So Smith & Burrows Funny Looking Angels is an odd balancing act, giving us something to sing along to amidst all the "Mary and Joseph, Morcambe and Wise, Laurel and Hardy, Cracker Surprise ..." (from Squeeze's 'Christmas Day' ... have a listen please!). Have they captured the spirit of Christmas ...? Well, perhaps not all the songs on this album will join the ranks of time-honoured classics ... but pass me another glass of mulled wine anyways ... Happy Christmas Everyone!
Track one is music for when the cast of Buffy are at The Bronze.
Do I have nothing to say about music anymore? This thought troubles me a lot. It troubles me when I am three tracks into an album and it is all I can do to not play Falling Blocks on my phone.
Maybe this is it. Maybe I'll never appreciate anything again! Maybe I've become so distracted and jaded that I'll never be moved by music. Worse, I may have become so cynical that I can't appreciate things that are pretty and must search for more more more extreme forms of music, ever increasing brutality and rage? What has become of me?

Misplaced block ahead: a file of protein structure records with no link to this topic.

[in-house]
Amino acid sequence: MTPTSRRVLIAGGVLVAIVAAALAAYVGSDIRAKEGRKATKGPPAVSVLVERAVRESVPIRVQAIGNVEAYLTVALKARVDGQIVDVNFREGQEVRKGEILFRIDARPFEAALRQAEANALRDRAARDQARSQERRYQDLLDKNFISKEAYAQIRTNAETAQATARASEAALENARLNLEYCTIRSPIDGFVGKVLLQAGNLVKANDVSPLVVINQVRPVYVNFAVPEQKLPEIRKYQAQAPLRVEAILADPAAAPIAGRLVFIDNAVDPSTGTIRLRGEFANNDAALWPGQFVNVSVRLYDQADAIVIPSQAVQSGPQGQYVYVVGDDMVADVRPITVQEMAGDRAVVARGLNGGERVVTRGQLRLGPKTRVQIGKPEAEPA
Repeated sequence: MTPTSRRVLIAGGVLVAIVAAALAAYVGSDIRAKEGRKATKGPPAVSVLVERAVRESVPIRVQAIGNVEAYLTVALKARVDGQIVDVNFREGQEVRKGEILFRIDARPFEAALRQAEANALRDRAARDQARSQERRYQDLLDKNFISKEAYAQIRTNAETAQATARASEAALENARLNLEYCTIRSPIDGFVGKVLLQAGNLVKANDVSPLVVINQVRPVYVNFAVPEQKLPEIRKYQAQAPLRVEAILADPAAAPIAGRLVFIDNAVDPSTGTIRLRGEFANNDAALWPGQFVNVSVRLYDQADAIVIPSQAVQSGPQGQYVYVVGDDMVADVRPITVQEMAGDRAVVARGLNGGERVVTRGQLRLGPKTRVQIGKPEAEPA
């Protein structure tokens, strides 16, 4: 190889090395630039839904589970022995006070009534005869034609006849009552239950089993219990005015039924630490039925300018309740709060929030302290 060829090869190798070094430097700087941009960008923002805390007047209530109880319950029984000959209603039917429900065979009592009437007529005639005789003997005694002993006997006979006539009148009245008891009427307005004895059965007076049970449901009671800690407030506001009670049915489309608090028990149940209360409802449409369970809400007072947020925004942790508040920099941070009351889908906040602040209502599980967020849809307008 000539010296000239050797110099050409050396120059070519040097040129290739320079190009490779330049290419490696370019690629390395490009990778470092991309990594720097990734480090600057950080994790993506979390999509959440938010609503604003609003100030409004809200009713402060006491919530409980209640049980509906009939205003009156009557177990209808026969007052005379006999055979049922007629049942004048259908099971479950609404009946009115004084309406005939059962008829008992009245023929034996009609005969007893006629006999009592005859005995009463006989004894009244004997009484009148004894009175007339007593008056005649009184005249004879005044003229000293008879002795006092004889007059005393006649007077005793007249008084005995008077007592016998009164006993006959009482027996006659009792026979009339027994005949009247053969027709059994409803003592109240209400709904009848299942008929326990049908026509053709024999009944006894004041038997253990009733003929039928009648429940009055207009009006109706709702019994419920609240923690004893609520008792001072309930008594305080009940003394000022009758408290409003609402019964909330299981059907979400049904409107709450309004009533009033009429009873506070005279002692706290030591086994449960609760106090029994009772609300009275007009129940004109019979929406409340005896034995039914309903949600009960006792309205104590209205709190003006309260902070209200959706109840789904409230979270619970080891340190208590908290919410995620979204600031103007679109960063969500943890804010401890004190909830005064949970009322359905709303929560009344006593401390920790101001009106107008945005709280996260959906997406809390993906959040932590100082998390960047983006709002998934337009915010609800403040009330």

Maybe I've listened to a lot of music and it's harder to excite me. Maybe this album is a bit bland? Maybe I just don't have time for things that are OK anymore? Yes. That is it. Lisa Hannigan is OK. If you like to not have to listen to music you're listening to, you'll like this. No one will hate it, no one will love it. I wouldn't be able to tell you if I heard these songs again.
It gets worse if you really try and listen. You see the cracks. Good Heavens! She mentions places around the world more often than The Red Hot Chili Peppers. If I write anything else about this album, I will sound awfully jaded, sad and mean. I don't want that. It's not fair that my indifference makes me feel like a brute.
What is it with Sweden? Where does the ability produce bands or solo artists who seem completely able to master a genre come from? It is uncanny how so many bands seem to have digested the icons of a genre and then produce their own work, which sounds so deft, so adept. I'm Kingfisher has done this with Indie/Folk.
The greatest skill is not sounding contrived or cynical. It may even be that Thomas Denver Jonsson actually means it. So much of my search for new music involves the fast, the hard, the energetic. It also involves music of stillness and beauty. I want to see the sky through a canopy of trees as much as I want to see the floor rush up at me.